Context matters.

      • That’s a very a good point, and it’s one I should have probably included. The idea of a privilege hierarchy based on less than a handful of factors is absurd in and of itself. It’s even more absurd to think that it would remain the same irrespective of cultural context.

    • I tend to think of privilege as something to be aware of within oneself, something that evolves over time, something complex and subtle and nuanced. The concept of privilege as a set of simple identitarian checkboxes is bound to lead to absurdities, especially when dealing with strangers in virtual spaces.

    • I agree that redefining the words racism, bigotry, misogyny, etc to mean prejudice plus power isn’t helpful. If they’re describing institutionalized versions of those things, they should say so. I think a big part of why this is common is because many colleges are teaching this as fact in the US. My sociology professor did so.
      I think we need to look at why this is being taught at accredited universities.

    • Richard Metzler

      Actually, the point that bothers me even more abut privilege is this: just like they redefined racism, SJWs have redefined privilege. It used to mean “private law” – “formal special rights enjoyed by a small elite”, and “informal special rights enjoyed by the 97% of people who happen to be straight” doesn’t really make sense in the same way. However, when you’re using the word privilege, the connotation is still “this is unfair and needs to be abolished”. But when you read the actual lists of “male privilege”, “white privilege” etc on the net, they mostly boil down to “this person is treated as a human being, as everyone should”. It would improve the discussion a lot if people wouldn’t conflate everything into the meaningless word privilege, but instead talk about discrimination and its absence, advantages that follow naturally from a condition (is it really a privilege that thin people are healthier?), rights and duties etc. Also, as noted by other commenters, it would be a useful abstraction to think about “advantages for the ethnic majority in a society” instead of “white privilege”.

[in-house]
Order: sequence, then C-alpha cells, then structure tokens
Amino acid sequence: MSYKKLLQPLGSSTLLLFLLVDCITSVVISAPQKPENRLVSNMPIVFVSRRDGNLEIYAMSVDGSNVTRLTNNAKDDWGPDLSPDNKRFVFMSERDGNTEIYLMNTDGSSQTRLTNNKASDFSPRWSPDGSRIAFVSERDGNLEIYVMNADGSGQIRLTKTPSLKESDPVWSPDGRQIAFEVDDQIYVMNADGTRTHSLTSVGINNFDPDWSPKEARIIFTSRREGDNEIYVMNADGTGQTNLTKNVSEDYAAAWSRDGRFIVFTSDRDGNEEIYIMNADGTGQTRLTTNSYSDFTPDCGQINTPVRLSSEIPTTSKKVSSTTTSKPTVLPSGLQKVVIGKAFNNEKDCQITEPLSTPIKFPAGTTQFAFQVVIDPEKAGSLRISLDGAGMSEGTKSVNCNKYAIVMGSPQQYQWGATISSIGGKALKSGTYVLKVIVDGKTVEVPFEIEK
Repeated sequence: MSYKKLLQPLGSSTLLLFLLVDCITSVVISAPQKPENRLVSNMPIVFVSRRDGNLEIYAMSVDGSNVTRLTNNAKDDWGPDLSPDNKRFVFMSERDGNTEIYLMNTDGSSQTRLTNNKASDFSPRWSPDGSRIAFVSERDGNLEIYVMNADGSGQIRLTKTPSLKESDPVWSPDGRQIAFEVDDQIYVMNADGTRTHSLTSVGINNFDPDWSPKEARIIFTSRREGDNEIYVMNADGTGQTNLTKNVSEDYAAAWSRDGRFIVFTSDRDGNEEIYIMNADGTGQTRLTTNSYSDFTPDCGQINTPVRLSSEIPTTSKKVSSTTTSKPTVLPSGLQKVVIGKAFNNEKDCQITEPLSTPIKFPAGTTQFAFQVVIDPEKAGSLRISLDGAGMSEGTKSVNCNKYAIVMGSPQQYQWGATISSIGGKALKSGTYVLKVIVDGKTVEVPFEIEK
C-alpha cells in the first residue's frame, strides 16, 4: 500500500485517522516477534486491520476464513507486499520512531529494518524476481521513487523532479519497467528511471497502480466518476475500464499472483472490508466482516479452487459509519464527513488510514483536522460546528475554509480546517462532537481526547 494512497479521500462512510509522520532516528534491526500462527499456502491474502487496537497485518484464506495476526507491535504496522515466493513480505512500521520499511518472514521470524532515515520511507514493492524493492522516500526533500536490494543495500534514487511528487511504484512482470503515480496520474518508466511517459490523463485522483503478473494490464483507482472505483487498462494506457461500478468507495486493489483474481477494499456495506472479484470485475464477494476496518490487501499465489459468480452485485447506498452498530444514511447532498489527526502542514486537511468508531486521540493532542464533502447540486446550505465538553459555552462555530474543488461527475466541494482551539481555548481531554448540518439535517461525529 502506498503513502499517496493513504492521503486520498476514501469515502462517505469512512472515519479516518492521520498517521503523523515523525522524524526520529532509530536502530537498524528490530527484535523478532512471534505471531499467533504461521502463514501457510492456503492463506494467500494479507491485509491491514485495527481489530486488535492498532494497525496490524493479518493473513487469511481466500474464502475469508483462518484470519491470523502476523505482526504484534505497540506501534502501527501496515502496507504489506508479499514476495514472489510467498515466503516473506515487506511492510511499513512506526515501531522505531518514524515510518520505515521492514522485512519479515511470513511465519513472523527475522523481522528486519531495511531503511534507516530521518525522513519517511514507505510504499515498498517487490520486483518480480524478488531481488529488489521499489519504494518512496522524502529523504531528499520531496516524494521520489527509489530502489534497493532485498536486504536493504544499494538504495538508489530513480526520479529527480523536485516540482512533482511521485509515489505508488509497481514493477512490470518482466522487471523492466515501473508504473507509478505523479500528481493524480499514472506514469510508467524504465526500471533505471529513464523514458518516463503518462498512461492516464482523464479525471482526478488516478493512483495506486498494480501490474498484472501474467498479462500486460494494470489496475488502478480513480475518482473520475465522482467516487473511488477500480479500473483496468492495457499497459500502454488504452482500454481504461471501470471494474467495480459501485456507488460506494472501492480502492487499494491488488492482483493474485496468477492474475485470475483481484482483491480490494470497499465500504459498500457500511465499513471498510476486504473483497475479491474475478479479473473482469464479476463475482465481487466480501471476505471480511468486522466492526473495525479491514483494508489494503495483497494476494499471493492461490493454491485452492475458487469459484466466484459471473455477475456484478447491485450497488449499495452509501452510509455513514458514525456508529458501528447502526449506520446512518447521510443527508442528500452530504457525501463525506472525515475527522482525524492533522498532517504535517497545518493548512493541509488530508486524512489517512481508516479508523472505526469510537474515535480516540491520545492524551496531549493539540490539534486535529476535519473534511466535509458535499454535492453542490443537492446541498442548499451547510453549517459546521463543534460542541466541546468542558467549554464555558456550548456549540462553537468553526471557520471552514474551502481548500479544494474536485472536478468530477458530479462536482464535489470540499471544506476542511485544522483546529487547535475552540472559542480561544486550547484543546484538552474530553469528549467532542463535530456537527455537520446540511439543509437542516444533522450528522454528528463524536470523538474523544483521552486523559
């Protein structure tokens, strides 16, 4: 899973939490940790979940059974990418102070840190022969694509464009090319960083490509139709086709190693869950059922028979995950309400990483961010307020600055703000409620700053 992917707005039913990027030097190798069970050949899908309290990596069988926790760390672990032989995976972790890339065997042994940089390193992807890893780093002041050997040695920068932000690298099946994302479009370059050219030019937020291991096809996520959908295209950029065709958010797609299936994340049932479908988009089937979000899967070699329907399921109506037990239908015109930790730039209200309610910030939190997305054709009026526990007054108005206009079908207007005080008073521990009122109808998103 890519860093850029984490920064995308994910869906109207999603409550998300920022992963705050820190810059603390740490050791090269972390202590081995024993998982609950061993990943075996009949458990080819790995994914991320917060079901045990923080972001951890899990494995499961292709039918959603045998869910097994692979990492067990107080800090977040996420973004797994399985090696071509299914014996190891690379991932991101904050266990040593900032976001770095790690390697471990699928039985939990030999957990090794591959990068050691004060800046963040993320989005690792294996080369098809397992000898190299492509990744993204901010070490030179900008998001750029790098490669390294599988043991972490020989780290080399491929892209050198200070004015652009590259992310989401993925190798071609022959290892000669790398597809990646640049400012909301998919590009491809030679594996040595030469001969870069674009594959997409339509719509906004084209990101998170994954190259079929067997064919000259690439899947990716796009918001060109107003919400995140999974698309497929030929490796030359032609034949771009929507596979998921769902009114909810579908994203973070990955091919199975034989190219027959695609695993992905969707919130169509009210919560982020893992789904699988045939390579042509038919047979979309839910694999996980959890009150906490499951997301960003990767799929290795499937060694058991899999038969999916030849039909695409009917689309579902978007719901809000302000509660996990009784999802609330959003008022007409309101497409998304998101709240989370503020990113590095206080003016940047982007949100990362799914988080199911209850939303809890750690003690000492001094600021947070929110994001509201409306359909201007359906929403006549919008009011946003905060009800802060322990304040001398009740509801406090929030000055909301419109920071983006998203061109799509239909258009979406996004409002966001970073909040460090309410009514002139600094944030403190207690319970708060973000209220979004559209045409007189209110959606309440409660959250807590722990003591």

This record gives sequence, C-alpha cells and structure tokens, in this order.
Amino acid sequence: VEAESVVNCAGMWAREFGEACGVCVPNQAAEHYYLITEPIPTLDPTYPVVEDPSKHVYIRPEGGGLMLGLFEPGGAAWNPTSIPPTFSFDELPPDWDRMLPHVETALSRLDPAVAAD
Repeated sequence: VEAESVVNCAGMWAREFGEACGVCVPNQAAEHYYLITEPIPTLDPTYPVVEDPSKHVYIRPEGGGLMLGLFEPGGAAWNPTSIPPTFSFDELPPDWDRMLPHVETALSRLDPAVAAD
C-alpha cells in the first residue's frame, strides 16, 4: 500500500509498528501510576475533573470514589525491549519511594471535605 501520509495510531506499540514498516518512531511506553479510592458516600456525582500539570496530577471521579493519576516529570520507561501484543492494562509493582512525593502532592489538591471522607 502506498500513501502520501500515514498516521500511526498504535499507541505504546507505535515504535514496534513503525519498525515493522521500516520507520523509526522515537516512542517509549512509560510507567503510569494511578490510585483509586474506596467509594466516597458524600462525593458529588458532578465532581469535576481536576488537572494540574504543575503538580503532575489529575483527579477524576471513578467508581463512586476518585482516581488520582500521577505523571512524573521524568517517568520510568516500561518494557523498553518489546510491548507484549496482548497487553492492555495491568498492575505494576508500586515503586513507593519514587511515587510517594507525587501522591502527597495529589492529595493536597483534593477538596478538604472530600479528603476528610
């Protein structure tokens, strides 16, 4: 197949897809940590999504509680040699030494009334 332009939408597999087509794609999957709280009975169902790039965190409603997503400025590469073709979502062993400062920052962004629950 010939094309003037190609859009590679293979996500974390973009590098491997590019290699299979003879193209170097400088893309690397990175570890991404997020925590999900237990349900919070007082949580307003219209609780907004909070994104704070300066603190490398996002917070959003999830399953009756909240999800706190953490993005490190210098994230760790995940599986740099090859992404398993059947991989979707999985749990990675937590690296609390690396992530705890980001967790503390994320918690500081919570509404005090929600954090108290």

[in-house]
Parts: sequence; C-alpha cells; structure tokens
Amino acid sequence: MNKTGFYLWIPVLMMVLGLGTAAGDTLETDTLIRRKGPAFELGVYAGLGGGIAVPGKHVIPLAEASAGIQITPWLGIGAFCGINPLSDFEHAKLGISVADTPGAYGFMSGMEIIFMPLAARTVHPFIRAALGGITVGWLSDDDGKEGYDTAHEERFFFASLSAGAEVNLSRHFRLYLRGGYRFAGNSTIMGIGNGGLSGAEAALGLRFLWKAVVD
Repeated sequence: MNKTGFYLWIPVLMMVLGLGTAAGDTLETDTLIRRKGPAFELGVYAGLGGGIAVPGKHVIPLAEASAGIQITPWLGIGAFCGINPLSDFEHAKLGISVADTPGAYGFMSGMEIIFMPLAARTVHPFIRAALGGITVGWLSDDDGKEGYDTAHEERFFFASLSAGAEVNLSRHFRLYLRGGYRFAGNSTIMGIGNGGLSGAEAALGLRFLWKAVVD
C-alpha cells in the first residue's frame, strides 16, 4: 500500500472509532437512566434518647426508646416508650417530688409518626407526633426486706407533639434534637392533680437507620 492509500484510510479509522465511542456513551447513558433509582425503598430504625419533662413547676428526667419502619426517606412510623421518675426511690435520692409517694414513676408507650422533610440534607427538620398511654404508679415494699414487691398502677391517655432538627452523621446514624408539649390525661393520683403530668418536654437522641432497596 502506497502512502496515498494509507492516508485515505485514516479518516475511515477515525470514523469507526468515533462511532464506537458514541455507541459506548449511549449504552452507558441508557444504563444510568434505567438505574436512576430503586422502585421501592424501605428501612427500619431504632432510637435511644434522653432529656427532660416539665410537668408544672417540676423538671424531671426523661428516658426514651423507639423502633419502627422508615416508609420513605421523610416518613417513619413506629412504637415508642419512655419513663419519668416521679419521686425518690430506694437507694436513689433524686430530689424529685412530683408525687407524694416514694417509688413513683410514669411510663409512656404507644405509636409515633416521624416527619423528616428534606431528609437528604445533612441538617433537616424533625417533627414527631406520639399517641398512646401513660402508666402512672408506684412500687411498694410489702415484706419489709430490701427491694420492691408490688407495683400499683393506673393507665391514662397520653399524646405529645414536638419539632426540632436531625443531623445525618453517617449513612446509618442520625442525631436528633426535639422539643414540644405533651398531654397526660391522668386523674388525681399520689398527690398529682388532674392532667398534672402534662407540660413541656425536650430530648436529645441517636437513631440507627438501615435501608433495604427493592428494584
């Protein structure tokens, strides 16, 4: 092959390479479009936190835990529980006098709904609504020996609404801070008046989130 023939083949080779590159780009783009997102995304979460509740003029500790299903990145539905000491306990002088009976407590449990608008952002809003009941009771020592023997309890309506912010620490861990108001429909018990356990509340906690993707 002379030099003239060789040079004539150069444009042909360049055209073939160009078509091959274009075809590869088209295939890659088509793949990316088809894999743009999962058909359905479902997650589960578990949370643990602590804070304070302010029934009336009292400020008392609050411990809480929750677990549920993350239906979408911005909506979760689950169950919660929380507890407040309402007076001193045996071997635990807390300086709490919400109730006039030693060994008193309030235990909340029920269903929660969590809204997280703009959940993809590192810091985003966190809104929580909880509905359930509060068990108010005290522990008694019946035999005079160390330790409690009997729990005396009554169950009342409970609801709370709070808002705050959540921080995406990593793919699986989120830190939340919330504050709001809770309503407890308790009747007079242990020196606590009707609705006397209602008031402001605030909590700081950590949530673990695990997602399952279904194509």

• Eric Bohlman

        Exactly. The current understanding of “privilege” conflates two completely different things: 1) People being allowed to get away with doing bad things simply because of who they are, or getting undeserved rewards simply because of who they are and 2) People not getting shit on simply because of who they are.

        An enlightened, civilized society wants 1) for nobody and 2) for everybody.

    • MonsterBansheeRage3D

      Who is more privileged: Jonathan Butler, the black Missouri University student, from a mult-million dollar family, that was pursuing his graduate degree when he led a hunger strike for racial equality? Or some white trash kid growing up in the “white ghettos” of Appalachia, whose parents are on disability/welfare, and live in a dying coal town with sub-par education and little to no job availability?

      I, personally, can’t answer such a question. However, I couldn’t help but laugh at the glaringly obvious hypocrisy of an extremely wealthy university master’s student telling other people that they need to “check their privilege” of being born with the inherent advantage of a specific skin color. I mean, it’s not like Butler grew up with an immense amount of privilege that was conferred to him simply for being lucky enough to be born to wealthy parents.

      I won’t hold my breath for a hunger strike demanding Butler publicly address and apologize for his straight, Christian, wealthy family privileges.

    • Actually, it not just the Far Left. This sort of thinking, predicated upon Bidol-Padva’s 1970 work infiltrated the educational system in 1973, specifically when the National Education Association said:

      In the United States at present, only whites can be racists, since
      whites dominate and control the institutions that create and enforce
      American cultural norms and values… blacks and other Third World
      peoples do not have access to the power to enforce any prejudices they
      may have, so they cannot, by definition, be racists.
      All white individuals in our society are racists. Even if a white is
      totally free from all conscious racial prejudices, he remains a racist,
      for he receives benefits distributed by a white racist society through
      its institutions. Our institutional and cultural processes are so
      arranged as to automatically benefit whites, just because they are
      white.

      From that point it became a core concept among Blacks and most levels of the Left, not just the extremists. It also became entrenched in the US school system.